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May 2018 Archives

Three ways an attorney can help with tax audits

For many small businesses, getting their state and federal tax returns filed before the filing deadline is a feat in itself. But for an unfortunate chosen few, the task with taxes is not over just yet. These businesses, when they are chosen for an audit, may have to experience a new gauntlet that could threaten the future of their enterprise.

How to avoid Massachusetts restaurant sales tax issues

The Suffolk County District Attorney’s Office recently accused the owner of an East Boston diner of failing to report sales. In a lengthy complaint, the state argues the diner failed to properly report $850,000 in sales between 2012 and 2015. Failure to report the income, allegedly resulted in unpaid taxes of roughly $60,000. The owner framed the issue as a misunderstanding.

Moving expense deduction to be suspended next year

If you are poised to move because of a new job, or transfer within the same company, you may be curious about what expenses may be tax deductible in the next tax year. After all, moving expenses have been a long-standing deduction that employees and small business owners have traditionally taken advantage of.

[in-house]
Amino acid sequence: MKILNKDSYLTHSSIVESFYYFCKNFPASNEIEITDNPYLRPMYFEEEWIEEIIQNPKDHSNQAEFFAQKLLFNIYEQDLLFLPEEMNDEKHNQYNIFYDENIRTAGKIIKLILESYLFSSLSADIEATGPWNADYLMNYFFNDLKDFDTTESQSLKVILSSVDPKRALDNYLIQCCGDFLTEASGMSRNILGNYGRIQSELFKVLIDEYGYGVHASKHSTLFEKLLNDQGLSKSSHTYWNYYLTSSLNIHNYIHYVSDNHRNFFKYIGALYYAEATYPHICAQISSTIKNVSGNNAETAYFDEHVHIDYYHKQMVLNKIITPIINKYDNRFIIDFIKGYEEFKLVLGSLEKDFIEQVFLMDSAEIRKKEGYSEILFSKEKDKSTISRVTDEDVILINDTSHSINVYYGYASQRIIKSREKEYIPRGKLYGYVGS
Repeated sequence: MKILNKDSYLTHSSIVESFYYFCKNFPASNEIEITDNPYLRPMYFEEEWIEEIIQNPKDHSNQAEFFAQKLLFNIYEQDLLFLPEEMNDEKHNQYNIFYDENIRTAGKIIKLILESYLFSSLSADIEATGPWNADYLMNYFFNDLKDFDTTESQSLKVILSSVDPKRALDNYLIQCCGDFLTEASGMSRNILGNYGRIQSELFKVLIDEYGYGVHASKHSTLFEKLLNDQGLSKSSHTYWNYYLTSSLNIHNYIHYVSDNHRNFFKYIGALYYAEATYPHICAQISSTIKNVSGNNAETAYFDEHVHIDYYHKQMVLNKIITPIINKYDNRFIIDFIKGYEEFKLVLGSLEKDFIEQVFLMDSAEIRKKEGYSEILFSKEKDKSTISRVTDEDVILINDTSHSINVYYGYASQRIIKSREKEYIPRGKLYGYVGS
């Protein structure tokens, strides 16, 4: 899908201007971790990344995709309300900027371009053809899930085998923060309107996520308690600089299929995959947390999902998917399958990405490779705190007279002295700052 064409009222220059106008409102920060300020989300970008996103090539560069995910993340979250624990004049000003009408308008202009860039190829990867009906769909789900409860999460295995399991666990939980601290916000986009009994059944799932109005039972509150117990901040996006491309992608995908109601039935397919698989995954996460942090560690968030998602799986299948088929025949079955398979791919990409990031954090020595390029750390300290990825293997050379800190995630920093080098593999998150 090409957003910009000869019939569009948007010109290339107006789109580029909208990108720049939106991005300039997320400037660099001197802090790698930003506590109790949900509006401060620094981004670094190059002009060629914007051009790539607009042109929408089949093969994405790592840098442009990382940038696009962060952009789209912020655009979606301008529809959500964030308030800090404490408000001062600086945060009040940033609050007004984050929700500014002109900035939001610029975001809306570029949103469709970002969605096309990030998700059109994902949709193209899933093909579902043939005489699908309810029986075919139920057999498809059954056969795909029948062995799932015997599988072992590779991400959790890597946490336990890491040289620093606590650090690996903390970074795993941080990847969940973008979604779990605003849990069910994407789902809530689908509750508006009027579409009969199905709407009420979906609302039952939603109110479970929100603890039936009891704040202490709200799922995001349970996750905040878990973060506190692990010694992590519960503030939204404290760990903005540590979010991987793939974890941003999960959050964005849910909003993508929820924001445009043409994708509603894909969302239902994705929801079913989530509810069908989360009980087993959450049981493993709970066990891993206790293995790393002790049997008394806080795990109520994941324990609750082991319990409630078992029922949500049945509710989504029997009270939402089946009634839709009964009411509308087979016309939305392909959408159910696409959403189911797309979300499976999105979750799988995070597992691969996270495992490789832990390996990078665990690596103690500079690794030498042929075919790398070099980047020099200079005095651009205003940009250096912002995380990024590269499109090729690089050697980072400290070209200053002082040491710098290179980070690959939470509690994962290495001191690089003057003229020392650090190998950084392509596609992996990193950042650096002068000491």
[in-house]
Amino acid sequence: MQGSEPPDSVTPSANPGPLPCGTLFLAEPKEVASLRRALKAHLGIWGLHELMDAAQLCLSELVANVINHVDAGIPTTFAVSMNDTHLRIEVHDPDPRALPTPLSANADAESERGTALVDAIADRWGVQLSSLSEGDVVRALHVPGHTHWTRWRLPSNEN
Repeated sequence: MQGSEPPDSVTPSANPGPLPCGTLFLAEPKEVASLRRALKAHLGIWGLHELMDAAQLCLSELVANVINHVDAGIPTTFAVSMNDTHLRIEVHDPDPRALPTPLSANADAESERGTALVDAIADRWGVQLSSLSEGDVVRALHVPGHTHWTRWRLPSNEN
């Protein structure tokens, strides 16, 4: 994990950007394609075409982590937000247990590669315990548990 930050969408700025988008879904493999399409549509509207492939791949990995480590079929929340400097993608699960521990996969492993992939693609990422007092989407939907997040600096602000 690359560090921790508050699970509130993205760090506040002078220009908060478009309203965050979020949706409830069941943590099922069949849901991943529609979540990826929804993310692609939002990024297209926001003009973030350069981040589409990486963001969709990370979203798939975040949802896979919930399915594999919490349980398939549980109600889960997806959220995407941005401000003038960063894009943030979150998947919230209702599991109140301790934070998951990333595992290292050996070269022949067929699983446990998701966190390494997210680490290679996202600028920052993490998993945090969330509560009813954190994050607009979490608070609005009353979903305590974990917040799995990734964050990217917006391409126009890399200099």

Student loan discharges may come with strings attached

For those considering bankruptcy because of the weight of student loan debts, they likely have unfortunately learned that discharging such debt is notoriously difficult. Essentially, bankruptcy debtors seeking to eliminate student loan debts must follow a rigid standard and show that their financial situation is going to persist and that they have made a good faith effort in paying them. However, courts have held this bar so high that few debtors actually qualify.

Common tax fraud defenses to be asserted

In prior posts, we highlighted the difference between an honest mistake that results in the incorrect amount of taxes paid, and outright fraud where a taxpayer affirmatively tries to avoid paying taxes. Indeed, it is easy to point out the difference between fraud and mistakes in the abstract, but what defenses are actually available when the IRS thinks that you cheated on your taxes?

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